local residents in decision-making (Britton, 1991; Drake, 1991; Evans & Ibery, 1989; Getz, 1983; Long, Perdue, & Allen, 1990; Marsden, 1992; Prentice, 1993).
Nigeria’s tourism landscape is extremely rich and beautiful for global tourist attraction; the weather, climate, vegetation, quality airspace, sunshine, beautiful scenery, the rock, falls, captivating beaches, historical relics, rich cultural diversity, friendly peoples and wildlife are Nigeria’s tourism assets. This makes Nigeria a leading tourism paradise in Africa. The World Trade Organization (WTO, 2014) noted that tourism and hospitality industry is one of Africa’s greatest but most under invested assets, with market worth $50billion, but has $203.7 billion of untapped potential which represents four times its current level. The Organization’s forecast for international tourist arrivals to Africa indicates that “there will be 77.3 million visitors in 2020. This represents an annual growth rate of 5.5% over the decade, which is above the global growth rate of 4.1%. Elsewhere it is estimated that Africa, together with Asia will contribute more than half of the projected growth in international visitation with 30% of that growth expected around the world, (Bichaka et al. 2007).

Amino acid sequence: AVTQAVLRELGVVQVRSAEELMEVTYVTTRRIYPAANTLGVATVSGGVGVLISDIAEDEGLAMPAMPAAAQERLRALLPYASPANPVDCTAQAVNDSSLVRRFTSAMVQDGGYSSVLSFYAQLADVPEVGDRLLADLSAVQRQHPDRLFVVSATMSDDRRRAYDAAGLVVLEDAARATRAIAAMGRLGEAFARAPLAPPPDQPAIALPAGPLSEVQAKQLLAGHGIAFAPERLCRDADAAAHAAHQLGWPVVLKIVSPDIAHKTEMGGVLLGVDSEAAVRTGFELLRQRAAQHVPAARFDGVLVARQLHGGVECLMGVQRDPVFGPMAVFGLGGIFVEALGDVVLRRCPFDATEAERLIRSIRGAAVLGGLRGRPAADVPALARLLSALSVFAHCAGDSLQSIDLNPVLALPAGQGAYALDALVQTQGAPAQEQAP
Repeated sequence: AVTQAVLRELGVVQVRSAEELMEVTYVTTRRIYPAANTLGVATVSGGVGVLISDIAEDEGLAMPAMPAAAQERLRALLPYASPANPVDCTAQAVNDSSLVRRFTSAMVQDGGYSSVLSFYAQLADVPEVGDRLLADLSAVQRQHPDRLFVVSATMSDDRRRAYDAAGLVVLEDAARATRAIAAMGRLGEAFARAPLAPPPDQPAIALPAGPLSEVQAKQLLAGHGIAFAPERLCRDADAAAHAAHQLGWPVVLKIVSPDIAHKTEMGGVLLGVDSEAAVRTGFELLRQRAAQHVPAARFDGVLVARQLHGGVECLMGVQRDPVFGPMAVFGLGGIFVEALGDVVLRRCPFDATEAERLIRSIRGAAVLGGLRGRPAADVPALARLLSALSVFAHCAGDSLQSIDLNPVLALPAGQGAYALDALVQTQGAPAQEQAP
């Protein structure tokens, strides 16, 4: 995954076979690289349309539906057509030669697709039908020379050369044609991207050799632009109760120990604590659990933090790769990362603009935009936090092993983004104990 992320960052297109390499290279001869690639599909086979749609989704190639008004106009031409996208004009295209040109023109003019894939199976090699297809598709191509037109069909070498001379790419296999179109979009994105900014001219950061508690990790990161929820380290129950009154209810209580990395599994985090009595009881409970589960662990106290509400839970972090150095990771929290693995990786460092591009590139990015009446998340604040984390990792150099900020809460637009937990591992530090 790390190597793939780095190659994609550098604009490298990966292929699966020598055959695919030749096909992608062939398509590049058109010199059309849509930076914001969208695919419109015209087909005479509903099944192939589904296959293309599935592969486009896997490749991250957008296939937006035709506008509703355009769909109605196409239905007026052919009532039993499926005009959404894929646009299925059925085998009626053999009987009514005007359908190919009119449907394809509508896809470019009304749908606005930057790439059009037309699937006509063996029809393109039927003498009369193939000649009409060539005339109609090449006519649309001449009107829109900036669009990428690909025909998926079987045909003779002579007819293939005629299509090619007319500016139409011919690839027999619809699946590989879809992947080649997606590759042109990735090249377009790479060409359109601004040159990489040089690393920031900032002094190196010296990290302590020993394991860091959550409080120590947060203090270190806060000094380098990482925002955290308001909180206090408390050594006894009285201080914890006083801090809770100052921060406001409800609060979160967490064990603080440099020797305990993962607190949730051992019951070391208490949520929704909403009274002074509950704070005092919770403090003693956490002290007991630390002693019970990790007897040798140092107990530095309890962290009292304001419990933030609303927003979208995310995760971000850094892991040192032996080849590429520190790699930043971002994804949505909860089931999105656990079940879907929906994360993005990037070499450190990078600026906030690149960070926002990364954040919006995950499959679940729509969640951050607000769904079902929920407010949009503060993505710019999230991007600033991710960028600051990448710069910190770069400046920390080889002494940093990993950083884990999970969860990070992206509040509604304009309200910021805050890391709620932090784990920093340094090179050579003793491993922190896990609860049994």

In Nigeria, the downstream economic impacts from the exports revenues of international tourists’ spending are estimated to generate additional annual gross revenue of $224m (N29b). Furthermore, the market share of emerging economies is not left out in this boom, increasing from 30% in 1980 to 47% in 2015, and is expected to reach 57% by 2030, equivalent to over 1billion international tourist arrivals (UN,WTO’s Long Term Forecast Tourism Towards 2030).